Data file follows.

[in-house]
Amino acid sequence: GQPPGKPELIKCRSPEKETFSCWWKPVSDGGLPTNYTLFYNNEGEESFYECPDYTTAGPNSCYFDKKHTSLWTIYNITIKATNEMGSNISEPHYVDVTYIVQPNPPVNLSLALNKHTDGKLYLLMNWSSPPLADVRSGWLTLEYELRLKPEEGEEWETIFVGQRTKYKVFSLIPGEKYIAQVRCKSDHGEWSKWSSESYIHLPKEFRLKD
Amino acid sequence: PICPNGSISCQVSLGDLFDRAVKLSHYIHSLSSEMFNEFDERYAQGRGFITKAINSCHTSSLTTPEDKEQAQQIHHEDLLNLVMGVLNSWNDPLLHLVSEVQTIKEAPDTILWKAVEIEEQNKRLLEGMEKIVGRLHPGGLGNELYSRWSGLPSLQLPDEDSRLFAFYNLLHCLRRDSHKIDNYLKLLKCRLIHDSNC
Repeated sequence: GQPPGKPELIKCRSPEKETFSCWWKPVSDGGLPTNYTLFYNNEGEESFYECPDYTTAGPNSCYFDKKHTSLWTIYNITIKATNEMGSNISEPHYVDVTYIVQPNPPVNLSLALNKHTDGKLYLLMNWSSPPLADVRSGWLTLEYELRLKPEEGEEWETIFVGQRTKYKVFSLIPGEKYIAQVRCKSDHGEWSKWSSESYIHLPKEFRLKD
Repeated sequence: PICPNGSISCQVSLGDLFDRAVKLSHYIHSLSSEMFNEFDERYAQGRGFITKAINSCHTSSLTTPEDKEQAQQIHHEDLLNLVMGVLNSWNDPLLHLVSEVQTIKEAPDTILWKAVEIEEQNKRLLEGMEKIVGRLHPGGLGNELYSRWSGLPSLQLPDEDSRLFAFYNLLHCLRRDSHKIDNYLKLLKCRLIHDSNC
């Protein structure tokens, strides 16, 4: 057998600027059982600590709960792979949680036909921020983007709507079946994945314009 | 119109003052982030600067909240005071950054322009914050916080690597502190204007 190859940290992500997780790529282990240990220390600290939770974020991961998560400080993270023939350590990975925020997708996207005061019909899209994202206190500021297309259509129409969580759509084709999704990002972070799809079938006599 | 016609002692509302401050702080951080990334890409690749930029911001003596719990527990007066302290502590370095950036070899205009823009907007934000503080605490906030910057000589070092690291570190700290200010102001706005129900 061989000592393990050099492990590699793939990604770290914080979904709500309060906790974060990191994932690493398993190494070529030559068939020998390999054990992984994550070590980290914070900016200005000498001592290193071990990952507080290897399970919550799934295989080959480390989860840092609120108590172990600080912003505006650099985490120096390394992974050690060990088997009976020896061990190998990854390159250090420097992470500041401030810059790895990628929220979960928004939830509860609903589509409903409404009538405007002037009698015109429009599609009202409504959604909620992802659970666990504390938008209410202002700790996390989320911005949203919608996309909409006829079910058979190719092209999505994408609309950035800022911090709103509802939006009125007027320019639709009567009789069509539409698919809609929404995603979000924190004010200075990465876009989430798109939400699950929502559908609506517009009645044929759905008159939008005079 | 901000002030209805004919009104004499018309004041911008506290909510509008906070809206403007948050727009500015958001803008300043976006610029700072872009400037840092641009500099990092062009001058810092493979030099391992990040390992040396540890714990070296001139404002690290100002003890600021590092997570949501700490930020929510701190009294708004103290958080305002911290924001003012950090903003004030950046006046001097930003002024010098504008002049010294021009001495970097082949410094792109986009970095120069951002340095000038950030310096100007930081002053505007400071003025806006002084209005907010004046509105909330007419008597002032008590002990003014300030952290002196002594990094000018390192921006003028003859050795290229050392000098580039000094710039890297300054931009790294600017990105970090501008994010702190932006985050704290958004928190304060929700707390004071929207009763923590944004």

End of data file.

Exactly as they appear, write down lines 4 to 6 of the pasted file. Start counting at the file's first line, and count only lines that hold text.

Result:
Repeated sequence: GQPPGKPELIKCRSPEKETFSCWWKPVSDGGLPTNYTLFYNNEGEESFYECPDYTTAGPNSCYFDKKHTSLWTIYNITIKATNEMGSNISEPHYVDVTYIVQPNPPVNLSLALNKHTDGKLYLLMNWSSPPLADVRSGWLTLEYELRLKPEEGEEWETIFVGQRTKYKVFSLIPGEKYIAQVRCKSDHGEWSKWSSESYIHLPKEFRLKD
Repeated sequence: PICPNGSISCQVSLGDLFDRAVKLSHYIHSLSSEMFNEFDERYAQGRGFITKAINSCHTSSLTTPEDKEQAQQIHHEDLLNLVMGVLNSWNDPLLHLVSEVQTIKEAPDTILWKAVEIEEQNKRLLEGMEKIVGRLHPGGLGNELYSRWSGLPSLQLPDEDSRLFAFYNLLHCLRRDSHKIDNYLKLLKCRLIHDSNC
């Protein structure tokens, strides 16, 4: 057998600027059982600590709960792979949680036909921020983007709507079946994945314009 | 119109003052982030600067909240005071950054322009914050916080690597502190204007 190859940290992500997780790529282990240990220390600290939770974020991961998560400080993270023939350590990975925020997708996207005061019909899209994202206190500021297309259509129409969580759509084709999704990002972070799809079938006599 | 016609002692509302401050702080951080990334890409690749930029911001003596719990527990007066302290502590370095950036070899205009823009907007934000503080605490906030910057000589070092690291570190700290200010102001706005129900 061989000592393990050099492990590699793939990604770290914080979904709500309060906790974060990191994932690493398993190494070529030559068939020998390999054990992984994550070590980290914070900016200005000498001592290193071990990952507080290897399970919550799934295989080959480390989860840092609120108590172990600080912003505006650099985490120096390394992974050690060990088997009976020896061990190998990854390159250090420097992470500041401030810059790895990628929220979960928004939830509860609903589509409903409404009538405007002037009698015109429009599609009202409504959604909620992802659970666990504390938008209410202002700790996390989320911005949203919608996309909409006829079910058979190719092209999505994408609309950035800022911090709103509802939006009125007027320019639709009567009789069509539409698919809609929404995603979000924190004010200075990465876009989430798109939400699950929502559908609506517009009645044929759905008159939008005079 | 901000002030209805004919009104004499018309004041911008506290909510509008906070809206403007948050727009500015958001803008300043976006610029700072872009400037840092641009500099990092062009001058810092493979030099391992990040390992040396540890714990070296001139404002690290100002003890600021590092997570949501700490930020929510701190009294708004103290958080305002911290924001003012950090903003004030950046006046001097930003002024010098504008002049010294021009001495970097082949410094792109986009970095120069951002340095000038950030310096100007930081002053505007400071003025806006002084209005907010004046509105909330007419008597002032008590002990003014300030952290002196002594990094000018390192921006003028003859050795290229050392000098580039000094710039890297300054931009790294600017990105970090501008994010702190932006985050704290958004928190304060929700707390004071929207009763923590944004």